In addition to this, what we were carrying out were active reform
programs, long before the reform debate was put on the table. This
is now being quoted as an example of PA foresight and commitment to
reform. So, in a sense, our work has even become increasingly
relevant. The first phases of the customs and debt management
projects are also being reported by Salam Fayyad, the new finance
minister, as examples of preparations for the future.
We are now also looking at providing technical assistance for the
investment promotion agency in the territories, as UNCTAD has a
proven track record in this field. Given the difficulty that
currently exists in obtaining donor support, we feel it is
important that there is after-care for current investors to keep
them on track and make sure their investments remain viable.
All this essentially means we have been revisiting our pre-2000
ideas, giving them a relief and development angle to keep them
Are there any other projects that you have managed to revive in
Before 2000, we had started a strategic food commodities
procurement and food security program, which was aimed at helping
the PA to stabilize food supplies in the territories. We have now
widened this to look at training, access to international commodity
trading and new risk management strategies. We are also working
with the private sector to develop its capacities in dealing with
volatile international commodity markets.
One good example of this is our work with the Palestinian olive
harvest. Given the problems that had been occurring in this sector,
we decided to provide support to the producers and the marketing
sector. Again, all of this is aimed at giving a development
dimension to relief work.
What impact will the construction of the security wall have on your
projects, especially the customs program?
It has no direct impact on what we are doing - we are giving people
the sort of training they need to deal with that problem
themselves. Going back to the wall - although this may sound
controversial, it could actually be beneficial to the PA in the
long run, certainly in terms of customs structures. Imports and
exports will be passing through designated and controlled points,
which is an ideal situation in which to set up a separate customs
country. Customs borders are very different from physical borders,
but once they are established, the Palestinian territories will be
eligible to join the World Trade Organization, for example.
Obviously, the wall will initially impede trade given the current
circumstances, and the implementation of our customs systems is
dependent on reciprocity. The irony is that the Israeli Ministry of
Trade has been calling for the implementation of the same measures
as the Palestinians when it comes to trade. But, because of the
political situation, the matter is out of their hands.
Who have been the major donors to UNCTAD projects
Since 1999, we have been receiving money from UN Development
Program, the World Bank, the UK, Italy, the Netherlands and Norway.
They fund one-to three-year projects and so far, despite the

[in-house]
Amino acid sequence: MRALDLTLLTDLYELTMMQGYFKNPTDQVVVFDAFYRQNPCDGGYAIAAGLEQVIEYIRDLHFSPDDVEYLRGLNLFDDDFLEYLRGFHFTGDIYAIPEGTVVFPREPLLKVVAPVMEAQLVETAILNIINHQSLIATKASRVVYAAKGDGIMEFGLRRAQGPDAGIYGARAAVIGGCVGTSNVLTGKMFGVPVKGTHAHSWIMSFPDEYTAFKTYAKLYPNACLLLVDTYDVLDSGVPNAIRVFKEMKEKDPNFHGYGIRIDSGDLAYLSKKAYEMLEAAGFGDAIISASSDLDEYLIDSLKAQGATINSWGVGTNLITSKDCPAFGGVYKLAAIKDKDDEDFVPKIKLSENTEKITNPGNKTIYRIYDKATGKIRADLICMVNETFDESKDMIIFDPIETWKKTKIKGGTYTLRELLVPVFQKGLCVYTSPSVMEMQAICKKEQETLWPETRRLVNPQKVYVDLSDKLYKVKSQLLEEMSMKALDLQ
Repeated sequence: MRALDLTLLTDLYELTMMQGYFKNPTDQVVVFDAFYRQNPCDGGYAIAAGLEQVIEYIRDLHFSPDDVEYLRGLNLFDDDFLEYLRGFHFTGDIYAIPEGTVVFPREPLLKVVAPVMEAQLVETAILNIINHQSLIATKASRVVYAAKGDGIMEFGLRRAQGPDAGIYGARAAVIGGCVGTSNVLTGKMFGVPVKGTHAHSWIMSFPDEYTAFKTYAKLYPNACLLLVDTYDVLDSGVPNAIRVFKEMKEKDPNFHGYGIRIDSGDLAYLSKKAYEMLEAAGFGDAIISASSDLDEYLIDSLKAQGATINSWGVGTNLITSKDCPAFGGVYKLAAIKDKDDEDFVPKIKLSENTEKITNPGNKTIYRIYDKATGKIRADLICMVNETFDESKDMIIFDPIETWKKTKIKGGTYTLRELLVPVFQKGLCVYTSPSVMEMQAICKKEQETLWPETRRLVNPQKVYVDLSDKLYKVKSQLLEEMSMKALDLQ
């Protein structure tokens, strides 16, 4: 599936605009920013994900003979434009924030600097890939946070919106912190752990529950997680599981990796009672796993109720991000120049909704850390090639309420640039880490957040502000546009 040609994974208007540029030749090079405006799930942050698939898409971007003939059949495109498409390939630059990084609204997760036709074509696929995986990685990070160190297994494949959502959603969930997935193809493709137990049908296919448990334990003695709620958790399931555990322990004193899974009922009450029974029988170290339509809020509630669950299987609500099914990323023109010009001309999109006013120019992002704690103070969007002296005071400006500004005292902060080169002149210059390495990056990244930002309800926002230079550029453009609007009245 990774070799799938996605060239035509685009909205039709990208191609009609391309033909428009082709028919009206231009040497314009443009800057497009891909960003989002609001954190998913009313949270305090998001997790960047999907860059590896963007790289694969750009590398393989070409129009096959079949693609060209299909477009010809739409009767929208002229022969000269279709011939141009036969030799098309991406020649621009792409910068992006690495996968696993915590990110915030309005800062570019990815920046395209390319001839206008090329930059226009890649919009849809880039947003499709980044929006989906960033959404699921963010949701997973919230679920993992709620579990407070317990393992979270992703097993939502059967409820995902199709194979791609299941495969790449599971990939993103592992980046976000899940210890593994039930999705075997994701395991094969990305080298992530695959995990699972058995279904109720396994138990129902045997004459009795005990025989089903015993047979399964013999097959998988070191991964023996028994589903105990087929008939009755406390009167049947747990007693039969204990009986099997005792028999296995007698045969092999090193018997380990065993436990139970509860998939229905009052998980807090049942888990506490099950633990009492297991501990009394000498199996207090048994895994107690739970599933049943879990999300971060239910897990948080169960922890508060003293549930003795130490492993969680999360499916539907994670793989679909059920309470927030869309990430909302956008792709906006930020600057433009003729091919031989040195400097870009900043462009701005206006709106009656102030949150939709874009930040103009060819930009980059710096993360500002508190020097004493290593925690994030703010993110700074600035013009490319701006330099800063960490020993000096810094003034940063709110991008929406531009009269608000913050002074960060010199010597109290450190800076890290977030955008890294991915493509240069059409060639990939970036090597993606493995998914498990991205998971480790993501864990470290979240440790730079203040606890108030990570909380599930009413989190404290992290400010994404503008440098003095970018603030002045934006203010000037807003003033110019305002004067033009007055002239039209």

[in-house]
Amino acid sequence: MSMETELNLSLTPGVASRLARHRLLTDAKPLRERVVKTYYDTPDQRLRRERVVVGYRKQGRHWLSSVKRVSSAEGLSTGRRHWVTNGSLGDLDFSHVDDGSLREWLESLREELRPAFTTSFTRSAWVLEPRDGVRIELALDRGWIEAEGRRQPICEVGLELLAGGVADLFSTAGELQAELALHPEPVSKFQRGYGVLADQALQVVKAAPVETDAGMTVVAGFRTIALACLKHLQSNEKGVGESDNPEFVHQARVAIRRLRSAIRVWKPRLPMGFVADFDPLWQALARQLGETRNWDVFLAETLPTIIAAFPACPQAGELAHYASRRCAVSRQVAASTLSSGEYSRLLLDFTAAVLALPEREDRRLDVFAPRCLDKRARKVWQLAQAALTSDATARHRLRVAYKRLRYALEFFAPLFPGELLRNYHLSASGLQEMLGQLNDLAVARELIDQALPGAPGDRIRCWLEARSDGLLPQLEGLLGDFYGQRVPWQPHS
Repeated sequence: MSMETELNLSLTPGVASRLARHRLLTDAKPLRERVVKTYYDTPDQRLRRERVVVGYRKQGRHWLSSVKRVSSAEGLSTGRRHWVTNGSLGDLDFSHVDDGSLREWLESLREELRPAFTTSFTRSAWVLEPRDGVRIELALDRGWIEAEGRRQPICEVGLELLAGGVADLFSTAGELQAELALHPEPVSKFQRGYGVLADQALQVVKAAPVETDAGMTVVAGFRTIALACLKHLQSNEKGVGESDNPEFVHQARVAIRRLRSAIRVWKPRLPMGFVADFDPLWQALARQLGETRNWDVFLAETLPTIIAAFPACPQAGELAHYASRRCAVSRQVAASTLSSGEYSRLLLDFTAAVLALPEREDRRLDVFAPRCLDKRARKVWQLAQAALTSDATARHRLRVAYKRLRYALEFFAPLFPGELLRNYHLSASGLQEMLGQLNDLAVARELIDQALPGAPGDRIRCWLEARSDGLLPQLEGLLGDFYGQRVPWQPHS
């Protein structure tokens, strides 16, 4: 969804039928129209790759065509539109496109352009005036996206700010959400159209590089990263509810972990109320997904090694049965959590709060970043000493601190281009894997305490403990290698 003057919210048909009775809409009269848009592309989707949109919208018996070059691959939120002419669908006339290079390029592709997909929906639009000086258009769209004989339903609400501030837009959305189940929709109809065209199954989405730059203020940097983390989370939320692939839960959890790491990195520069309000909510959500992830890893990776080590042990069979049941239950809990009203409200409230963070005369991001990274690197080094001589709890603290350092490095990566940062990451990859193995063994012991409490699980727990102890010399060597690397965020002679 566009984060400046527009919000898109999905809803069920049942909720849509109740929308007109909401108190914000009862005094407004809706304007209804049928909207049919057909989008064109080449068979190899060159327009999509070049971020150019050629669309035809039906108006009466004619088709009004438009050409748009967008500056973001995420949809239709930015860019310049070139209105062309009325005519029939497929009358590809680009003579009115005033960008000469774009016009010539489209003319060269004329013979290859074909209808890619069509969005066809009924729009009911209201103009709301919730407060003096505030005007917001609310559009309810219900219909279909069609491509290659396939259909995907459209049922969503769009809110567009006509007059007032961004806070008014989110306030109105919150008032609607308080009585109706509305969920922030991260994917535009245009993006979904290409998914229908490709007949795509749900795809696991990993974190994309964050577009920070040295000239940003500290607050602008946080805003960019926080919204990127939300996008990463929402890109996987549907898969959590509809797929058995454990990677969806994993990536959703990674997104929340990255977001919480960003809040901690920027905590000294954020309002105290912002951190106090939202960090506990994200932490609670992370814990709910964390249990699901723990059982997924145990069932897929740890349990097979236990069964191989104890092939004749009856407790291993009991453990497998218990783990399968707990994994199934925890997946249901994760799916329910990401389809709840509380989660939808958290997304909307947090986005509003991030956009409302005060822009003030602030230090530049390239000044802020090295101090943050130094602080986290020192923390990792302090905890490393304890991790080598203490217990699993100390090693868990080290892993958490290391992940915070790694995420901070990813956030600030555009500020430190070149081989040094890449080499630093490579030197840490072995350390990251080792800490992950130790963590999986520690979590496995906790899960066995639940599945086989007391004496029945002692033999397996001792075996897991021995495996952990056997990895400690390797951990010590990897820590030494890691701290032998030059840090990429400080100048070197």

situation, we have had no problems with late or withheld payments.
Understandably, it is currently very difficult to attract new
funding. Programs need to be linked to the reform agenda and donors
are also increasingly cautious - not about transparency or
corruption, but about investing in anything that risks being either
destroyed or dissipated.
You sound remarkably upbeat about the prospects for the Palestinian
The PA's authority to govern is at its lowest-ever level. But I
believe it will strengthen now and we'll start to see
consolidation. In a sense, the fat has been burnt off and only the
best is left - the technicians, the dedicated, those who need this
place to succeed. The elements that were holding the PA back have
either left or are inactive. We had been dealing with Salam Fayyad
before he became minister of finance and he endorsed our management
project. We have a long working relationship with that ministry,
the Ministry of Economics and Trade and the Palestinian Central
Bureau of Statistics, all of which are now active in reform and
building the new government.
Of course, things could get much worse. I have been talking from
our technical point of view, rather than politically. My optimism
about future statehood is based on the two-state solution mentioned
in the Security Council resolution six months ago and the Quartet
plans. If these are put into practice, there will be work for
everyone. Otherwise, until there is some definite outcome, we plan
to keep things ticking over and working slowly to build up these
systems and programs.
1 The General Directorate of Customs and Excise relies on the
Israeli authorities for obtaining customs statistics and
information. Consequently, it is unable to adequately monitor
imports, especially those originating from Israel, with lost
customs revenue estimated at between US $166 million and US $275
million a year during the period from 1994 to 1996.
2 The Paris Protocol provides that Israel controls clearing
procedures for products imported through its ports and airports.
This has inflated transaction costs incurred by Palestinian
traders, which are generated by strict security measures at border
crossings and cumbersome customs and overland procedures.